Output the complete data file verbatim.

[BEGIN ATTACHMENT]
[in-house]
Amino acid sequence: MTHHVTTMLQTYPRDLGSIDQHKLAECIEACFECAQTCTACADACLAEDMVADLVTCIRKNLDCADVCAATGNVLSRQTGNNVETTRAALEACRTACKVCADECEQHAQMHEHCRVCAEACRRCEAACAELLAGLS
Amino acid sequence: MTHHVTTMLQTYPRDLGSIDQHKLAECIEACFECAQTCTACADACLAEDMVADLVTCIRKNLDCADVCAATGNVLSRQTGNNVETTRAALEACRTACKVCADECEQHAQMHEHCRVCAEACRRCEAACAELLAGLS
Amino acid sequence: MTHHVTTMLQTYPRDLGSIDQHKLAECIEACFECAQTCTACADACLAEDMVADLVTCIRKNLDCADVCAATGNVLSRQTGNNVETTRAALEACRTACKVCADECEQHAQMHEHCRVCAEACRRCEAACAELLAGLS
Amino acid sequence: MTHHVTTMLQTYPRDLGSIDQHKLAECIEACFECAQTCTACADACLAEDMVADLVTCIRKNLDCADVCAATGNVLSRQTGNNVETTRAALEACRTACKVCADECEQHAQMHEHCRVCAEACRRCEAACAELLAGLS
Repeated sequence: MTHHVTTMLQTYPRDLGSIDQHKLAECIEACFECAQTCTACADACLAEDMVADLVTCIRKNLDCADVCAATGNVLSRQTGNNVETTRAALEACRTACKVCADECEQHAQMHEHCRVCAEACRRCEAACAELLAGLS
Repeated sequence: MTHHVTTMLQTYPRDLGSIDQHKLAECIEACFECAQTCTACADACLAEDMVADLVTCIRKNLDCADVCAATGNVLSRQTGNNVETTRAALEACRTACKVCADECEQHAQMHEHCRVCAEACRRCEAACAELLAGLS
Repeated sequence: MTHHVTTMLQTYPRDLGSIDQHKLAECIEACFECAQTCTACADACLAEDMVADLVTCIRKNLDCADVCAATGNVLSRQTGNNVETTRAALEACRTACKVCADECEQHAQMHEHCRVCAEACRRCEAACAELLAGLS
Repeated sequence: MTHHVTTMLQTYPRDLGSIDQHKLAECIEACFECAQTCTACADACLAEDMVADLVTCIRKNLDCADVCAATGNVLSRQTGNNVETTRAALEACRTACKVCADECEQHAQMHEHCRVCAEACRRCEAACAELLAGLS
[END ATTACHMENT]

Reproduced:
[in-house]
Amino acid sequence: MTHHVTTMLQTYPRDLGSIDQHKLAECIEACFECAQTCTACADACLAEDMVADLVTCIRKNLDCADVCAATGNVLSRQTGNNVETTRAALEACRTACKVCADECEQHAQMHEHCRVCAEACRRCEAACAELLAGLS
Amino acid sequence: MTHHVTTMLQTYPRDLGSIDQHKLAECIEACFECAQTCTACADACLAEDMVADLVTCIRKNLDCADVCAATGNVLSRQTGNNVETTRAALEACRTACKVCADECEQHAQMHEHCRVCAEACRRCEAACAELLAGLS
Amino acid sequence: MTHHVTTMLQTYPRDLGSIDQHKLAECIEACFECAQTCTACADACLAEDMVADLVTCIRKNLDCADVCAATGNVLSRQTGNNVETTRAALEACRTACKVCADECEQHAQMHEHCRVCAEACRRCEAACAELLAGLS
Amino acid sequence: MTHHVTTMLQTYPRDLGSIDQHKLAECIEACFECAQTCTACADACLAEDMVADLVTCIRKNLDCADVCAATGNVLSRQTGNNVETTRAALEACRTACKVCADECEQHAQMHEHCRVCAEACRRCEAACAELLAGLS
Repeated sequence: MTHHVTTMLQTYPRDLGSIDQHKLAECIEACFECAQTCTACADACLAEDMVADLVTCIRKNLDCADVCAATGNVLSRQTGNNVETTRAALEACRTACKVCADECEQHAQMHEHCRVCAEACRRCEAACAELLAGLS
Repeated sequence: MTHHVTTMLQTYPRDLGSIDQHKLAECIEACFECAQTCTACADACLAEDMVADLVTCIRKNLDCADVCAATGNVLSRQTGNNVETTRAALEACRTACKVCADECEQHAQMHEHCRVCAEACRRCEAACAELLAGLS
Repeated sequence: MTHHVTTMLQTYPRDLGSIDQHKLAECIEACFECAQTCTACADACLAEDMVADLVTCIRKNLDCADVCAATGNVLSRQTGNNVETTRAALEACRTACKVCADECEQHAQMHEHCRVCAEACRRCEAACAELLAGLS
Repeated sequence: MTHHVTTMLQTYPRDLGSIDQHKLAECIEACFECAQTCTACADACLAEDMVADLVTCIRKNLDCADVCAATGNVLSRQTGNNVETTRAALEACRTACKVCADECEQHAQMHEHCRVCAEACRRCEAACAELLAGLS